Planning and visualizing is as important as any other aspect of a job. customer input is equally as important. Have multiple discussions and meetings with the customer from the first visit, and be prepared to redesign to suit client needs. Provide samples with various colors and textures. Like Goldilocks, the client will pick those that are just right for them.

Use enough manpower

Tom Ralston Crew works with Wall forms on a Hillside decorative concrete projectWorkers pull stakes, cut wires, and unfasten screws and nails before stripping wall forms. Photo: Tom RalstonYou'll need an adept crew, and all hands on deck to properly set forms for vertical surfaces, pour structural elements, and quickly strip forms to add decorative finishes. In the case of the Pott project, some walls needed to be stripped, colored, and finished all in the same day (actually in a few hours).

Don't just guess. I have spent years tracking special "place and finish" labor requirements so I can calculate costs and labor for my projects. We use a metrics log based on the jobsite data I've collected to determine what type of labor is needed to provide a stellar finish. For example, I've found that most walls have a metric of one man per 80 square feet.

Make structural walls decorative

You'll need to set wall forms and reinforcing to allow quick and easy removal, so walls can be stipped early, colored, and finished. My crews use special formwork with tie wires and bracing that enable forms to be snugly fastened while also allowing a quick release. The wire is never twisted, and is looped so that it can be pulled through the formwork; the forms are braced above the top board so that an edger can slide underneath to provide a clean, radius edge.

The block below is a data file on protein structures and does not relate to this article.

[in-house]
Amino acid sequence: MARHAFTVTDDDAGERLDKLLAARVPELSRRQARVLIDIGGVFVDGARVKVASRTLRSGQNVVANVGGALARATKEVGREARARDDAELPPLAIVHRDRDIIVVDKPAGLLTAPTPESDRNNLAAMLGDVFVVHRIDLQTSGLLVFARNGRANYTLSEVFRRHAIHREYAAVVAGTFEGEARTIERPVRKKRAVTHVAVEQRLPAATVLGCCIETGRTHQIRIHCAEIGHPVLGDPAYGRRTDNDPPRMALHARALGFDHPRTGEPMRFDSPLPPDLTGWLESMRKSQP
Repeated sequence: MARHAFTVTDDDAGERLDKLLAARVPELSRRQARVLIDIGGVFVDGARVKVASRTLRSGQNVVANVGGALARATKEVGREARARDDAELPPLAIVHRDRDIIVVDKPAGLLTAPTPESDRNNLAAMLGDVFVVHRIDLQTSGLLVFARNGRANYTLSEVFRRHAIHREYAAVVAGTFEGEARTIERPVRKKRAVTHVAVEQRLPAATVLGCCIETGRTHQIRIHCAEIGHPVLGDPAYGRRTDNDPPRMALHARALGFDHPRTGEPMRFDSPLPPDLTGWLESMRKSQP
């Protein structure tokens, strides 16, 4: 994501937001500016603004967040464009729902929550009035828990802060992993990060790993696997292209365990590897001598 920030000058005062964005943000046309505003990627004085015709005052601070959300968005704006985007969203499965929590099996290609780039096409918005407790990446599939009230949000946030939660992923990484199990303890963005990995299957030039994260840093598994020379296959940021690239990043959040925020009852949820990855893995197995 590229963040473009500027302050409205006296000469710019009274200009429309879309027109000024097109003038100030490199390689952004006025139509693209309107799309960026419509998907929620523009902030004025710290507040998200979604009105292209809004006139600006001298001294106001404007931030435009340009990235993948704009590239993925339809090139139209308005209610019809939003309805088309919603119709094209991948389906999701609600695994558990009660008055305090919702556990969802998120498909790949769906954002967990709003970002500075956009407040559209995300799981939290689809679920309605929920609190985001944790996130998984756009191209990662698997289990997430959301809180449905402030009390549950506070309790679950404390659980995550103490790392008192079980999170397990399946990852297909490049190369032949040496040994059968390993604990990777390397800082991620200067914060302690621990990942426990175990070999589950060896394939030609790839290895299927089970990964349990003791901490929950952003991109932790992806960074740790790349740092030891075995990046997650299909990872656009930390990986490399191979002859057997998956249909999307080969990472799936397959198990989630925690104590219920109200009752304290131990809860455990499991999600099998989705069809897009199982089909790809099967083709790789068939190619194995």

2014-concrete-construction-trowel-concrete-colorUnse a level to make deep joints in walls for a great straight edge that reads plumb. Photo: Tom RalstonThe Pott project's colored concrete walls cascade down the upper hillside where the home rests. Some walls encase stairs that split around a Japanese maple, with one stairway leading to the pool and the other to the bocce ball court, Jacuzzi, and barbeque area. The remaining walls curve horizontally and vertically to retain the hill's soil. The walls that meander arouhnd stairways were poured monolithically with the footings. Because the forms had to bend in two direction simultaneously to accommodate the hill's vertical rise and horizontal curvature, many were cut into wedge shapes. Picture domed house construction with all the triangles that were used to make the bends, and you'll see that we were operating under the same principle.